The Men from Hyde – Cyril Scott

Cyril Scott was born in 1893 in Dunstable, Bedfordshire. His parents, Burton George Scott and Emma Astling, were married there in 1887 when Emma was 18.

In the 1891 census Burton and Emma are living in Dunstable with 2 children. Burton is a hay and straw binder aged 28; Emma is 23.

In the 1901 census, Burton and Emma are still living in Dunstable and have 6 more children including Cyril aged 7.

In the 1911 census the Scott family is now living at “St Ives” in Arthur Road, Winchester. Burton is now aged 50 and still working as a hay and straw binder. Emma states that she has been married for 27 years and has had 11 children, all still alive. Cyril is 17 and, like his father, working as a hay and straw binder for a “forage merchant”. The family had moved to Winchester within the previous two years, but it is not clear why they came to Winchester. Burton and Emma did not take all their children with them; their elder son Frederick, now 24 and manager at a forage merchant’s, remained in Dunstable and can be found in the 1911 census married with a one year old child, and also looking after his sisters Daisy Rose (11) and Ivy May (8).

There are no service records for Cyril, but various websites state that he enlisted in Winchester in the Duke of Edinburgh’s (Wiltshire Regiment). The Winchester War Service Register states that Cyril enlisted in January 1916 with the 6th Battalion as a private, with the service number 23014. His address is 32 Nuns Road.

The 6th (Service) Battalion was formed in September 1914. In July 1915 it was mobilised for war and landed in France, engaging in action on the Western Front. Cyril may well have been present at the following battles in which the Wiltshire Regiment took part:

1916  The Battle of Albert, The attacks on High Wood, The Battle of Pozieres Ridge, The Battle of the Ancre Heights, The Battle of the Ancre.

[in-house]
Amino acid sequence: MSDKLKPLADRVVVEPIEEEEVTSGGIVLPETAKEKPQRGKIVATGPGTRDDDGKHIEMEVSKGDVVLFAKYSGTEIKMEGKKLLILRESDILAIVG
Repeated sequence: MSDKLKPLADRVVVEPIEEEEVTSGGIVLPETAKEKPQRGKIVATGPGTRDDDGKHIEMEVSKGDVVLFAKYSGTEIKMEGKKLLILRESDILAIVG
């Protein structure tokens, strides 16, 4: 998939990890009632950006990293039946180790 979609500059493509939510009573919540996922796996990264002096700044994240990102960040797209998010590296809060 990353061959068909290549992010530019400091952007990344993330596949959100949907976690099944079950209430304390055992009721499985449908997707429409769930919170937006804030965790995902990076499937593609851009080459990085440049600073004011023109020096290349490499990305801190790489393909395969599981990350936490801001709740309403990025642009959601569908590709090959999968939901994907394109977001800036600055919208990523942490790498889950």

Cyril was wounded, probably in the Battle of Messines which took place between 7th – 14th June 1917. The Battle of Messines was a brilliantly planned and executed attack that resulted in the capture of the Wytschaete-Messines ridge south of Ypres, a feature that had given the British problems since 1914 and which was important to hold for future offensive operations in Flanders. It began with one of the heaviest artillery bombardments of the war and the explosion of 19 enormous and long-prepared underground mines.

Cyril died of his wounds on 14th June 1917, the last day of the battle. He was 24 years old. Cyril is commemorated at the Locre Hospice Cemetery in West-Vlaanderen, Belgium, an area between Bruges and Ypres. Locre (now Loker) was in Allied hands during the greater part of the war, and field ambulances were stationed at the Hospice of St Antoine. The Hospice Cemetery began to be used in June 1917 by field ambulances and fighting units. The cemetery now contains 244 Commonwealth burials and commemorations of the First World War.

Cyril’s older brother Ernest William Scott enlisted in the Royal Field Artillery as a Wheeler (equivalent to Private) on 4th August 1914, becoming a Bombardier (equivalent to Corporal). He was wounded once and gassed three times, but survived the war.

Cyril’s parents can be found in the 1939 Register, living in Woking with their married daughter Ivy May.

Cyril’s father, Burton, lived to the age of 83, dying in Winchester in 1944.

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